The Gateway Arch in St. Louis, MO

September 1, 2011/Jonathan Rundle/0 Comments

How often do you get to climb into an incredible work of art? This Eero Saarinen-designed monument debuted in 1967 after 20 years of design, development and two years of construction. The arch is as tall as it is wide – 630 feet. Motorized trams take you from the subterranean visitor center up into the arch. The trams themselves are great examples of 1960’s futurism. It’s a tight squeeze as each tram car only seats five, but luckily it’s a short trip. The journey to the top takes four minutes, the trip down only takes three.

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The observation deck, as you might imagine, is a confined space. Sixteen slim windows on each side provide views of up to 30 miles. Great views of the Old Courthouse and Busch Stadium are easily found on the western side. A thrilling part of the view is the fact that you have to lean onto the arch wall to get your face up to the window. Looking down 630 feet from the top of the arch is a unique experience.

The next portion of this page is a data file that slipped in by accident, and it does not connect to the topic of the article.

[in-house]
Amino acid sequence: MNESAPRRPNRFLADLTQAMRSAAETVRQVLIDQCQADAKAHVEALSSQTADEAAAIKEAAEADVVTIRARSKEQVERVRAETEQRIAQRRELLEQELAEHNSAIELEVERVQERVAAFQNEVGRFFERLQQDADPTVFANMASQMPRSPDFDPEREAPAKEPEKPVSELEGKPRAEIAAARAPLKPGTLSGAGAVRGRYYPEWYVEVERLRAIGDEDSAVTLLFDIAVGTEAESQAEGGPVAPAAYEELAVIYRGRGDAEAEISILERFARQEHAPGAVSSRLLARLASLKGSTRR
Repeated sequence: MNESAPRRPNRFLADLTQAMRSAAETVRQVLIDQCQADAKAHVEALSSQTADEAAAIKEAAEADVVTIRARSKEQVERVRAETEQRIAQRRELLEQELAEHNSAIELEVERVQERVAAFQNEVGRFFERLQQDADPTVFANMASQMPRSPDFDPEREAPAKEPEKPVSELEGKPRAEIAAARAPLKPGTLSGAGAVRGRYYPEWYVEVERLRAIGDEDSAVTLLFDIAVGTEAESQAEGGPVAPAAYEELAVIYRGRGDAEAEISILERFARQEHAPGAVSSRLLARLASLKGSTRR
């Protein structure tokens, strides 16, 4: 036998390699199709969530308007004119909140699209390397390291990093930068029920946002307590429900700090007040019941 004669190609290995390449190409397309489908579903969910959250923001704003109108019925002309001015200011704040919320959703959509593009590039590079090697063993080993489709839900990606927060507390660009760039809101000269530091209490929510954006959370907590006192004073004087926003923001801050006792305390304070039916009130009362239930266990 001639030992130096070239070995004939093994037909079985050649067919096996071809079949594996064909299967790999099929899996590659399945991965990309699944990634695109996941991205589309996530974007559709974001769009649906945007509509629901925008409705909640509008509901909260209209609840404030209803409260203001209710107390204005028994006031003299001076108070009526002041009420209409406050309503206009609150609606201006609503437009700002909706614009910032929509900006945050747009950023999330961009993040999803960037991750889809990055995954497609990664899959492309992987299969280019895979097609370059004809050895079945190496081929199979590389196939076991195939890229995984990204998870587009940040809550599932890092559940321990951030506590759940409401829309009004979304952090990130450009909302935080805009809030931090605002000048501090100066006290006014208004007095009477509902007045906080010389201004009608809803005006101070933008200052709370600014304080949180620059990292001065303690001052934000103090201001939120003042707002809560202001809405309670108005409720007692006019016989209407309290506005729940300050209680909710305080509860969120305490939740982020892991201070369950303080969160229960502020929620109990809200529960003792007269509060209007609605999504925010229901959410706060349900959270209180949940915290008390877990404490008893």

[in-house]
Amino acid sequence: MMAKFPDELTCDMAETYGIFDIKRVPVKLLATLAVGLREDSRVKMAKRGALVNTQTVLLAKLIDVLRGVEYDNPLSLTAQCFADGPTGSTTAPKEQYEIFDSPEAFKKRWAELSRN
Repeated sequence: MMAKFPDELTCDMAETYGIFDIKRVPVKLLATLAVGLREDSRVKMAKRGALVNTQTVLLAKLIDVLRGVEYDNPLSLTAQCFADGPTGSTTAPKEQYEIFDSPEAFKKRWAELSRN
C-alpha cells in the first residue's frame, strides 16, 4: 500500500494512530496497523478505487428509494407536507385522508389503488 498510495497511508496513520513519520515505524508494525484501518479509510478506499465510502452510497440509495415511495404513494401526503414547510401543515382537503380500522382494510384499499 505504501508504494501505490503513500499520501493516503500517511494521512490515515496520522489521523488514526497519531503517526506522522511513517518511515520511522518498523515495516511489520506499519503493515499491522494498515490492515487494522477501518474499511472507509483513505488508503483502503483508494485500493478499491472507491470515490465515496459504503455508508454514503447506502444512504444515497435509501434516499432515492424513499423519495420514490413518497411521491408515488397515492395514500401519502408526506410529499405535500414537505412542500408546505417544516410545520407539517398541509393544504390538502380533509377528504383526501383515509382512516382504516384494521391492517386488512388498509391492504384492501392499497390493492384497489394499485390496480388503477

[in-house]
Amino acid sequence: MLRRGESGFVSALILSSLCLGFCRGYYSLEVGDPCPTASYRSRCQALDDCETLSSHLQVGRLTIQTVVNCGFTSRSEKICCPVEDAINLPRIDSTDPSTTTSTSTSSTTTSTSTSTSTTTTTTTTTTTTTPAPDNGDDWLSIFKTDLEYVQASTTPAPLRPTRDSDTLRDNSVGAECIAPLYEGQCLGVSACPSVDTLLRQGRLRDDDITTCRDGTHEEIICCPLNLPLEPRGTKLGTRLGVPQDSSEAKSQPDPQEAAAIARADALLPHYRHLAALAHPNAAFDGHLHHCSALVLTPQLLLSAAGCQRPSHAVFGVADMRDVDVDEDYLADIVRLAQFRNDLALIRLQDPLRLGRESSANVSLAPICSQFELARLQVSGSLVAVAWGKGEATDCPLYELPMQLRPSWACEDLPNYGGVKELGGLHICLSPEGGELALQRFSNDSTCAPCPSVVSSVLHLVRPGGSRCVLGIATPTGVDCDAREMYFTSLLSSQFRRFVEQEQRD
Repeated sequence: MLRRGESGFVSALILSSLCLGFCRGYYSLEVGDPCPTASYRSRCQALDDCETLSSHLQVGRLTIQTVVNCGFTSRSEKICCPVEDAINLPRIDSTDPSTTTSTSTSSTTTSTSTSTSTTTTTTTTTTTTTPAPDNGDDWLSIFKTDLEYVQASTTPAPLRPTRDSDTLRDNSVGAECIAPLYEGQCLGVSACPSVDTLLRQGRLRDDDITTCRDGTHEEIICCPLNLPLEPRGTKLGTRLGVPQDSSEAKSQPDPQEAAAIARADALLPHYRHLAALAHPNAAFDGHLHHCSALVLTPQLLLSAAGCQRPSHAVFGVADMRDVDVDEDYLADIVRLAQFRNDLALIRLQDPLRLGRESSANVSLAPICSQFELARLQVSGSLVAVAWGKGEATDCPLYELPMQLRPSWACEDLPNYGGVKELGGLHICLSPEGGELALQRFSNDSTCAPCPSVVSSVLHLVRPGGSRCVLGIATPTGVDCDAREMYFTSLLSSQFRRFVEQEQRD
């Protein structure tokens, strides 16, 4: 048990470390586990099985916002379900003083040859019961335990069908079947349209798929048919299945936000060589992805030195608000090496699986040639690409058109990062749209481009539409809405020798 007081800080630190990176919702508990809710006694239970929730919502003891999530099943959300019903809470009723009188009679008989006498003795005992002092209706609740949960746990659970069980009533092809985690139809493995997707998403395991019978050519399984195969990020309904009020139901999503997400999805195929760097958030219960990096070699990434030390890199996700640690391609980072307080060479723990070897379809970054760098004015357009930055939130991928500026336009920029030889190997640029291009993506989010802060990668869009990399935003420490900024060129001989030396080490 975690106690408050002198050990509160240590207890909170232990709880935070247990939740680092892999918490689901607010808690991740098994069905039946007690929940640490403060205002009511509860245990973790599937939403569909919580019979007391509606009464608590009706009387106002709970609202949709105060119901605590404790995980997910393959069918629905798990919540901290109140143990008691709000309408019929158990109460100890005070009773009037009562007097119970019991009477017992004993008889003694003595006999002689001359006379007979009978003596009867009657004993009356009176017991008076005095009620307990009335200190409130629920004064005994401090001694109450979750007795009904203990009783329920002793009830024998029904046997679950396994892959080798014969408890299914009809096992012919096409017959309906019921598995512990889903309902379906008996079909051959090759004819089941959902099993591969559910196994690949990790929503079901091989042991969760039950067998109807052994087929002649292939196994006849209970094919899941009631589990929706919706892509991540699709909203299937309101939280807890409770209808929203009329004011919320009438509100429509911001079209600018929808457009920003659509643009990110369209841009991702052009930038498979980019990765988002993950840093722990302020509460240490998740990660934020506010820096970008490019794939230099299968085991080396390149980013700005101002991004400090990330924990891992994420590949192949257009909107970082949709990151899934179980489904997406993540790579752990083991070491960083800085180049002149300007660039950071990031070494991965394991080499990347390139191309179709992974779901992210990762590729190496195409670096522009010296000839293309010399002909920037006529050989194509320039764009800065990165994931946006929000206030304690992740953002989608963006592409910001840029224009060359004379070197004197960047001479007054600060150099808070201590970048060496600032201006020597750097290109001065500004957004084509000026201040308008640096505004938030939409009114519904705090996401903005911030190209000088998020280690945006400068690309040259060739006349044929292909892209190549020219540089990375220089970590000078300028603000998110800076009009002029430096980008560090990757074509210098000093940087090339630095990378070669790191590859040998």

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The arch is part of the 192 acre Jefferson National Expansion Memorial, which was proposed to the people of St. Louis as:

A suitable and permanent public memorial to the men who made possible the western territorial expansion of the United States, particularly President Jefferson, his aides Livingston and Monroe, the great explorers, Lewis and Clark, and the hardy hunters, trappers, frontiersmen and pioneers who contributed to the territorial expansion and development of these United States, and thereby to bring before the public of this and future generations the history of our development and induce familiarity with the patriotic accomplishments of these great builders of our country.

The arch is the centerpiece, but the other sites are very much worth visiting. The Museum of Westward Expansion is located under the arch and the Old Courthouse is a short walk west of the arch.

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